Bangin’ big bore YPVS’ plant in exquisite RS250 running gear. Looks great, rides better
When PS visited Dave Whattam’s Mutts Nuts workshop for a 360º garage feature a few months ago, our attention was captured by what he calls the ‘Mutts Nuts project bike.’ It’s nestling in the corner of his workshop in its understated carbon fairing with red pinstriping (like the Batmobile), and at a quick glance it just looks like an Aprilia RS250 with some smart TYGA Performance bodywork and an either-side exhaust conversion.
But then you spot the inverted forks and radial brakes, and as your attention is captured you start to soak up other differences – the chassis no longer houses a V-twin and instead has a Yamaha parallel-twin YPVS between its beams. And not just any two-stroke twin, this one’s 421cc and makes close to 100bhp.
Naturally, we very quickly organised a return visit when we could arrive with some riding gear ready for action…
“Engine note is deep at lower revs, but gives way to a delightful scream when you feed it some fossils”
“I used to run the same spec engine in an LC, which was great fun – but lethal,” explains Dave Whattam, who owns and runs two-stroke specialist business Mutts Nuts. “Under acceleration you could see the swingarm twisting, so the stock chassis was fairly obviously not up to the job, but the issue now is cost. LCs, YPVSs... everything is so expensive to buy and you’re taking a perfectly good bike and bastardising it, which isn’t very financially sensible. And even if you do decide to take this route, you are overstressing a fairly flimsy frame so you need to brace it – and at that point where do you stop? I’d stuck a few high-performance LC engines into sportier chassis such as a Kawasaki KR-1S for customers and so I decided to buy a proper chassis and use this as a starting point for my own special. From then on it was just a case of waiting for the ideal donor bike to pop up for sale, and it did.”
When an unfinished Aprilia RS250/YPVS project bike appeared in 2017, Dave’s attention was quickly aroused. A fairly typical project whose owner had basically run out of steam ticked all the boxes. “If you are talking two-stroke 250 race reps, the RS250 is the one to have,” reckons Dave. “I used to own one but while it handled fantastically, it was frustratingly gutless below 8000rpm, something my conversion could certainly cure. I contacted the owner and bought the bike off him for £8000.”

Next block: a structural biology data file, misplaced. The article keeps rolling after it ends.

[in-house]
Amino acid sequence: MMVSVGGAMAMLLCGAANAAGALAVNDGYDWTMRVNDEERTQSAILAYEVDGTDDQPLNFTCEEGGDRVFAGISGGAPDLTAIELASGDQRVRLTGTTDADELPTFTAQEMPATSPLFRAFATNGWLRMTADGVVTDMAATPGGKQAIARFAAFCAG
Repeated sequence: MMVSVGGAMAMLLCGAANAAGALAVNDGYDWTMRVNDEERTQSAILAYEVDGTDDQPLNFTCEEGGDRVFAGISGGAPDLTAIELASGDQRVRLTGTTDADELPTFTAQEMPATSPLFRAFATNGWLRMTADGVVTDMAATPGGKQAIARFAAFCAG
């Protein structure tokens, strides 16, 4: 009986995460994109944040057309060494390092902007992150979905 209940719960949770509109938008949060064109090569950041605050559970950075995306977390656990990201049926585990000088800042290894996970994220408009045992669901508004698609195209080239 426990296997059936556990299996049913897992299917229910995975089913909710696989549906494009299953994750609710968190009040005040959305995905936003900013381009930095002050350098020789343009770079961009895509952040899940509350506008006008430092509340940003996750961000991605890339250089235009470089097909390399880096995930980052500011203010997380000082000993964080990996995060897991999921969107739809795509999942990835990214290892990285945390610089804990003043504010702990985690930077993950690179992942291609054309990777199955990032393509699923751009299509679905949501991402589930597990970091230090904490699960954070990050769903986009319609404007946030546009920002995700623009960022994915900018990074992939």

While this sounds like a lot of money, Dave had taken a calculated risk, and in actual fact he was quids in.
“The bike was already converted to run a 421cc LC engine, which was great news,” he remembers. “So I had around £4000 of engine, a conversion to form the basis of my project, and a quality chassis with a few good extras such as the CBR inverted forks and radial brakes – not to mention an all-important V5. That was the good news, the bad news was that it had been crashed on track and the wiring loom was a disaster as the owner had attempted to merge the Aprilia and Yamaha electrics, which is never a good idea. He was having problems keeping the engine cool and after a series of cracked cylinder heads, I think he just lost the love. But all the problems he was having are the kind of stuff I deal with everyday at Mutts Nuts, so I was confident it would be ideal.”
With the bike on his bench, a full stripdown revealed that the crash hadn’t bent the frame or forks. However the front wheel was dinged and would require replacing. Dave’s pile of surplus parts (that he didn’t require but which someone else certainly would) was a great way to offset the cost of the project, which were starting to mount up.
“I didn’t like the Reggiani Replica bodywork, so I got rid of that alongside the aftermarket stacked carbon exhausts, and I stripped the motor and re-used all the good parts when I rebuilt it. Along with the bike some carbon bodywork was included, which I sold, along with a few other extras odds and sods. So by the time I finished I effectively paid very little for it.”
With a rolling chassis on his bench, complete with all new bearings, and a straight RSV-R front wheel in the CBR’s forks, Dave’s fresh 421cc YPVS-based engine slotted straight in. Almost…
“The guy had done a decent job of the conversion, which involves building a new cradle to hang the motor from and adding a few rear engine mounts,” he said. “But I did move the motor about 3mm upwards in the frame to improve its centre of gravity. However this did throw up a few issues as it meant you couldn’t remove the clutch side-casing without dropping the engine, which is why it now has a window in its case. I don’t particularly like that look, but it means I can easily access the clutch and that’s been in and out a few times during the rebuild. It required a lot of beefing up to deal with 100bhp.”